I wrote a Hexo plugin: hexo-easy-edit

I’m still pretty new to programming so forgive me if I sound overly enthusiastic, but I’m pretty psyched about this plugin I made for Hexo.

hexo-easy-edit screenshot

Hexo is a Node.js-powered static site generator and I used it to generate this very blog you’re reading right now. I’ve been trying to be more active on GitHub, but it’s pretty tough when you’re new and not feeling very confident about your abilities. So last week I rewrote most of the Hexo documentation (the maintainers are Chinese and their docs were understandably not in perfect English) in order to at least do some good work in open source.

But as I was proofreading the docs and writing a few blog posts on here, it suddenly occurred to me that a) I could really use a tool to help me blog more efficiently, and b) I actually knew enough JavaScript-fu to do it. So I wrote it, pushed it to GitHub and npm, then pushed it a few more times because I kept finding little bugs and updating the readme (lesson learned: test more before pushing), and here it is!

In short, I just got tired of constantly having to navigate to the source/_posts and source/_drafts folders and open the markdown files in vim. Of course I could use one of the administration plugins to help me administer the site, but I feel that’s kind of missing the point of Hexo’s simplicity. Plus, I really just want to edit my posts in vim, you know?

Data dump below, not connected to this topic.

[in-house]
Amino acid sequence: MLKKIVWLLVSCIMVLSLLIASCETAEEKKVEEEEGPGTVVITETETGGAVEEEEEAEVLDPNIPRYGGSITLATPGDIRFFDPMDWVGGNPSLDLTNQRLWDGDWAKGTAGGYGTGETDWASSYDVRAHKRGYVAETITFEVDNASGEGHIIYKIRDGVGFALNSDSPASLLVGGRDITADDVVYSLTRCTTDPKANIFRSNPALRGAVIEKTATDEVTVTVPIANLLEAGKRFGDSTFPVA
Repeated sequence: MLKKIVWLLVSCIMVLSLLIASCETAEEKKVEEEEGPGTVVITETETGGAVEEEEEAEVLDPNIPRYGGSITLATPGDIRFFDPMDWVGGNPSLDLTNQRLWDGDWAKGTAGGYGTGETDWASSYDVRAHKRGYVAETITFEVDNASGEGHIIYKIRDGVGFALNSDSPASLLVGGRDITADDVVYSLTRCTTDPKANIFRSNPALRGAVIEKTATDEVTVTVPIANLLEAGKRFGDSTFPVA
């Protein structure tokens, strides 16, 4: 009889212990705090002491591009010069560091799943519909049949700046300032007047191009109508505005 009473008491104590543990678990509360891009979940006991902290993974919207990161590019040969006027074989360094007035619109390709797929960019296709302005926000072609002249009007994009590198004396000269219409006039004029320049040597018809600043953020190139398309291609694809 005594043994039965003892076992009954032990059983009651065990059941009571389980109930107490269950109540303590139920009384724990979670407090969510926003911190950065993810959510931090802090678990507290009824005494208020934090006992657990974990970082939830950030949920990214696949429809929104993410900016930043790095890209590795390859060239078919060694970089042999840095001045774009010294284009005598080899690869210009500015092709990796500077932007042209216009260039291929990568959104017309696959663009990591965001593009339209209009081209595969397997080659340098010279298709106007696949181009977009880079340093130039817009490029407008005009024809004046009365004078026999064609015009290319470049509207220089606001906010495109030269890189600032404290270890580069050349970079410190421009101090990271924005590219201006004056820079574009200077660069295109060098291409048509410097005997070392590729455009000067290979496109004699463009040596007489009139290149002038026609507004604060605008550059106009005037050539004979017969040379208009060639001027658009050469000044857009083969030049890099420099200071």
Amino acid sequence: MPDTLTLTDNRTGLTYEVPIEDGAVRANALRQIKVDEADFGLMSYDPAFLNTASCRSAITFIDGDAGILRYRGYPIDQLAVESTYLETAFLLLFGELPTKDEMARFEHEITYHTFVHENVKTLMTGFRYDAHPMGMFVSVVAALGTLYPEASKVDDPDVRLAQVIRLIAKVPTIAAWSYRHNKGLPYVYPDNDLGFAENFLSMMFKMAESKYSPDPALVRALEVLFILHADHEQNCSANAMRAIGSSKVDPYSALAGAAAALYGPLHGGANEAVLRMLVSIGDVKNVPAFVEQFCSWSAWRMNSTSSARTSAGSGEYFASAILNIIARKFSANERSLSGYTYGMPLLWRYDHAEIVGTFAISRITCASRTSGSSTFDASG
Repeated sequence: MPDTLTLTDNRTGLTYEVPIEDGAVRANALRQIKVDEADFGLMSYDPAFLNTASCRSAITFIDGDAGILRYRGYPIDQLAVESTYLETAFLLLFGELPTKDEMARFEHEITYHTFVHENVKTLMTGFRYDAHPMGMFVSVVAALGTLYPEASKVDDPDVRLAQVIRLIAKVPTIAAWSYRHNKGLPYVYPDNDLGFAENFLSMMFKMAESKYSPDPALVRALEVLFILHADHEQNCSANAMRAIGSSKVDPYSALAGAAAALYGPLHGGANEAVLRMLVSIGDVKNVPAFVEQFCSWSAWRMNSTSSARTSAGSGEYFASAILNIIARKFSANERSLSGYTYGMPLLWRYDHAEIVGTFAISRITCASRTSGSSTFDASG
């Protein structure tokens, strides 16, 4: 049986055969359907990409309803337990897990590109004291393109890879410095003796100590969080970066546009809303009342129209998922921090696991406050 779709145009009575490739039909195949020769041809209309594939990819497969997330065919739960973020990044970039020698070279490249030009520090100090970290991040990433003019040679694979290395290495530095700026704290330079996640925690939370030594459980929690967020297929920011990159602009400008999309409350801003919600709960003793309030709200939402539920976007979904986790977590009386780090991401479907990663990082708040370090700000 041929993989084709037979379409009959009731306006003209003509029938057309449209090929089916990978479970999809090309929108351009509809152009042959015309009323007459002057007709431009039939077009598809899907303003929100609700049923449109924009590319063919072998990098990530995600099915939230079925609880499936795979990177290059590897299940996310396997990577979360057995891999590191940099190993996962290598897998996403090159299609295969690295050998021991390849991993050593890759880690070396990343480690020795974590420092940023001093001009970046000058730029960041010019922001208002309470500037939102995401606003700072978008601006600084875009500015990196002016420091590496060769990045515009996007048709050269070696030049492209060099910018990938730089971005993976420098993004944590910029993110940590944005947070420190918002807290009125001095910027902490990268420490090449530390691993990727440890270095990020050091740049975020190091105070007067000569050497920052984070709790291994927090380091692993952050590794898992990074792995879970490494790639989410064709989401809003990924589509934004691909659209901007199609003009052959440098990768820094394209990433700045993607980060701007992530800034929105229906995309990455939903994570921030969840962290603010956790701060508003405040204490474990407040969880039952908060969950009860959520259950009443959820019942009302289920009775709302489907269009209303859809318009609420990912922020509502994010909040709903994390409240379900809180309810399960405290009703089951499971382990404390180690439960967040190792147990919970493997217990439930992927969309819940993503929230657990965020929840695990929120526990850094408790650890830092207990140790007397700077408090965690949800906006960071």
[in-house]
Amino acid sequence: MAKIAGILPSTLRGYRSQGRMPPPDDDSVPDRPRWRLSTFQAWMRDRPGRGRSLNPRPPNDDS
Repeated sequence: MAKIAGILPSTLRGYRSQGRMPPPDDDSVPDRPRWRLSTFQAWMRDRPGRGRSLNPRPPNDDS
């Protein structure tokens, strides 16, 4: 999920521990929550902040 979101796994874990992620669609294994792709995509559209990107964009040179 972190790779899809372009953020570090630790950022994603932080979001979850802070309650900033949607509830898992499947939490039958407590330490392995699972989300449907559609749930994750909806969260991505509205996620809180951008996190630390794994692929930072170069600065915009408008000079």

So what my plugin does is it adds an extra CLI command to Hexo’s suite of commands: hexo edit. On its own, it will just look into the folder you’re on in the terminal right now, find the source folder, and give you a list of all the markdown files in it. Then you can choose one of them using the arrow or vim-style keys and it will spawn a child process to open the file with whatever you’ve set as your $EDITOR.

I then made it a little bit more useful by adding the ability to also open it using a GUI editors by adding a -g or --gui flag. I also added a -t or --target flag for filtering on subfolders (like _drafts, _posts or docs) and allowed people to filter on a regular expression.

I know it’s not the most amazing thing in the world, but I’m happy with it. It’s genuinely useful for me and I think at least some other people might have use for it too. Give it a whirl if you’re a command-line person and use Hexo. And feel free to complain, open issues or shout at me if you think my code is shit! After all, I’ll only know I’ve really made it as a programmer when I start receiving hate mail about my code from nerd superstars.